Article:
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Chekhov’s ‘The Seagull’ glides into UNLV

"With love to lead the way, I found more clouds of gray than any Russian play could guarantee."

— George and Ira Gershwin’s "But Not For Me"

Everybody happy?

Then try this:

"Wherever there is degeneration and apathy, there is also sexual perversion, cold depravity, miscarriage, premature old age, grumbling youth, there is a decline in the arts, indifference to science and injustice in all its forms."

How about now?

That’s Anton Chekhov, circa 1889, in a personal correspondence.

Those Russian playwrights. Such sunshine-spreaders.

You can treat yourself to a dose of the Chekhovian mind-set beginning tonight when Nevada Conservatory Theatre unveils its production of his drama "The Seagull" on the Judy Bayley Theatre stage at the University of Nevada, Las Vegas.

Plot? Described as a combination of comedy and cruelty, it centers around four characters in two-turns-of-a-century-ago Russia: fading actress Irina, her playwright son Konstantin, Nina, the ingenue, and a writer, Trigorin. When Irina arrives at her country estate with Trigorin, who is her young lover, romantic and artistic conflicts ensue and jealousies break out everywhere.

Critics pegged "The Seagull" as a play about people so self-absorbed and obsessed over what they have and don’t have that they’re oblivious to comprehending the plight of anyone but themselves.

Charming crowd.

While also considered one of Russia’s greatest short-story writers, Chekhov wrote four major plays — the other three are "Uncle Vanya," "Three Sisters" and "The Cherry Orchard" — but "The Seagull" is lauded as his top drama achievement. (Chekhov was also a physician who once described his dual passions this way: "Medicine is my lawful wife and literature is my mistress.")

"The Seagull" is noted for characters who do not speak directly to the issues they are confronting but dodge them, speaking in subtext, which of course makes it intriguing, but also a puzzle to some theatergoers.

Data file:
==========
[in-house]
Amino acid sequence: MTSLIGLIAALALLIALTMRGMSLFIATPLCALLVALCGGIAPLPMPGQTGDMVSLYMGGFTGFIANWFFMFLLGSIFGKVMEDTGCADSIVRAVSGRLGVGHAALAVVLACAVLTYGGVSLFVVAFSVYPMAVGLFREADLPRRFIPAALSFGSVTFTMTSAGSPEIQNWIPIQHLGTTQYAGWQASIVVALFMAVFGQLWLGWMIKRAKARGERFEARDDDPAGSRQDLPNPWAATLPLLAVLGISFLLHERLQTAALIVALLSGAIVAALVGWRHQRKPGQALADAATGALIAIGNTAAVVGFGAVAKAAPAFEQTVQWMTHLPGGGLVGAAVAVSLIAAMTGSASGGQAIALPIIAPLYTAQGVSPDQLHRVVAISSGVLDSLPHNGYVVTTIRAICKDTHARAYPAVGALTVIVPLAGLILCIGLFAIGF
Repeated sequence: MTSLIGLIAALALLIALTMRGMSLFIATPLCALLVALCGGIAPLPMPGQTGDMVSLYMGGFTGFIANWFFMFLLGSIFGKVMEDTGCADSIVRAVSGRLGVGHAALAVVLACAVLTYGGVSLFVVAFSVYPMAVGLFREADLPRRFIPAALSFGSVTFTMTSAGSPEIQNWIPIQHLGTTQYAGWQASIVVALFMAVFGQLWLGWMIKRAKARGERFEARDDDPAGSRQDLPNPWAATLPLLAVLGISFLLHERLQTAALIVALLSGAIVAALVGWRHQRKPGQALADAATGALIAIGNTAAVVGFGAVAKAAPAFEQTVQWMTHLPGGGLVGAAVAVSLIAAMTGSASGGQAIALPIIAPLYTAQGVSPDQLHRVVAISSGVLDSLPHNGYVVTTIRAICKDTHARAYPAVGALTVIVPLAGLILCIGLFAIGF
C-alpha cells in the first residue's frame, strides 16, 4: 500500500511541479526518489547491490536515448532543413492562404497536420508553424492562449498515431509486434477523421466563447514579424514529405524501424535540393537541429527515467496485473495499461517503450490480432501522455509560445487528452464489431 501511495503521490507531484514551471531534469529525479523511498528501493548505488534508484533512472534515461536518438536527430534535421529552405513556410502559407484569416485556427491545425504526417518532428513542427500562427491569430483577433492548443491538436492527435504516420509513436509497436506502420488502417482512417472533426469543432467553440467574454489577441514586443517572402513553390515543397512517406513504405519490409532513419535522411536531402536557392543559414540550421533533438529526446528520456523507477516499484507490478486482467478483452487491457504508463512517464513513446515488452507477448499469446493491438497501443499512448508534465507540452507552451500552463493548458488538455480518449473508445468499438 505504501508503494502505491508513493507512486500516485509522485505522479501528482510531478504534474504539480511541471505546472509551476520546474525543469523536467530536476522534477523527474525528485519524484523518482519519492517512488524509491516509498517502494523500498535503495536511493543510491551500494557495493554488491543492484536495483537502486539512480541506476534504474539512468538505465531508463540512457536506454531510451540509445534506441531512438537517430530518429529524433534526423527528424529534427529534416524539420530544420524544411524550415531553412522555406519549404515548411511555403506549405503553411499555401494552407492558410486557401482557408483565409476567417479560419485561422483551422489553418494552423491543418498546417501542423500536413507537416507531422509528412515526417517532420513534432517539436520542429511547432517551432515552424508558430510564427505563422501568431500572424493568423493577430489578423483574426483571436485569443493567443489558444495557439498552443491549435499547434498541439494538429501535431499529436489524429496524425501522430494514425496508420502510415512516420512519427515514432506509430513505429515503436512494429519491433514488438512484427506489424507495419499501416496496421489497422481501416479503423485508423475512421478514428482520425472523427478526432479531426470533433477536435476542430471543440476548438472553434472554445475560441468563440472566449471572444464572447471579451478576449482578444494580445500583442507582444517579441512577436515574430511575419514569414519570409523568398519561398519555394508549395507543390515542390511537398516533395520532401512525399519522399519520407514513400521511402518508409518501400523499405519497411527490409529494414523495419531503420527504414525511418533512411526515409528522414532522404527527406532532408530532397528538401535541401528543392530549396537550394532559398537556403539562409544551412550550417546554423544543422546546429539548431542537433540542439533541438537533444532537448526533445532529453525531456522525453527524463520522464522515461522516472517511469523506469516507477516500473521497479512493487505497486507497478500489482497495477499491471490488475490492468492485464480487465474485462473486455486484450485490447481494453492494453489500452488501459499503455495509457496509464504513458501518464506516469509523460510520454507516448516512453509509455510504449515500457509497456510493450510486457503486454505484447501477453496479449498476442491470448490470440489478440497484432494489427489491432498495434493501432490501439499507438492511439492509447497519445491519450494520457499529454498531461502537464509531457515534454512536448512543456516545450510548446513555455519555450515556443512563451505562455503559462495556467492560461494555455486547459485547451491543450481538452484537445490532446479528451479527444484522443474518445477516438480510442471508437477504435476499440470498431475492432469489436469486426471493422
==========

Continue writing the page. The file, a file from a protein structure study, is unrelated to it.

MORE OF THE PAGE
Famously, the play’s opening night in 1896 in St. Petersburg, Russia, was deemed a disaster. Portraying Nina, actress Vera Komissarzhevskaya was reportedly so frightened by the audience’s hostility toward the piece that she lost her voice. Seated in the audience, the playwright himself fled, spending the last two acts backstage.

However, fate eventually favored Chekhov two years later, when legendary Russian director Constantin Stanislavski helmed it for a 1898 production for his Moscow Art Theatre. That interpretation was a triumph that one critic, apparently a fan of hyperbole, called "one of the greatest events in the history of Russian theater and one of the greatest new developments in the history of world drama."

Take that, cranky premiere night theatergoers.

As for the disposition of Nevada Conservatory Theatre’s premiere night theatergoers, well, let’s hear from the playwright himself, via another personal letter he penned in 1900:

"One usually dislikes a play while writing it, but afterward it grows on one. Let others judge and make decisions."

Break a leg, Anton.

Contact reporter Steve Bornfeld at sbornfeld@ reviewjournal.com or 702-383-0256.

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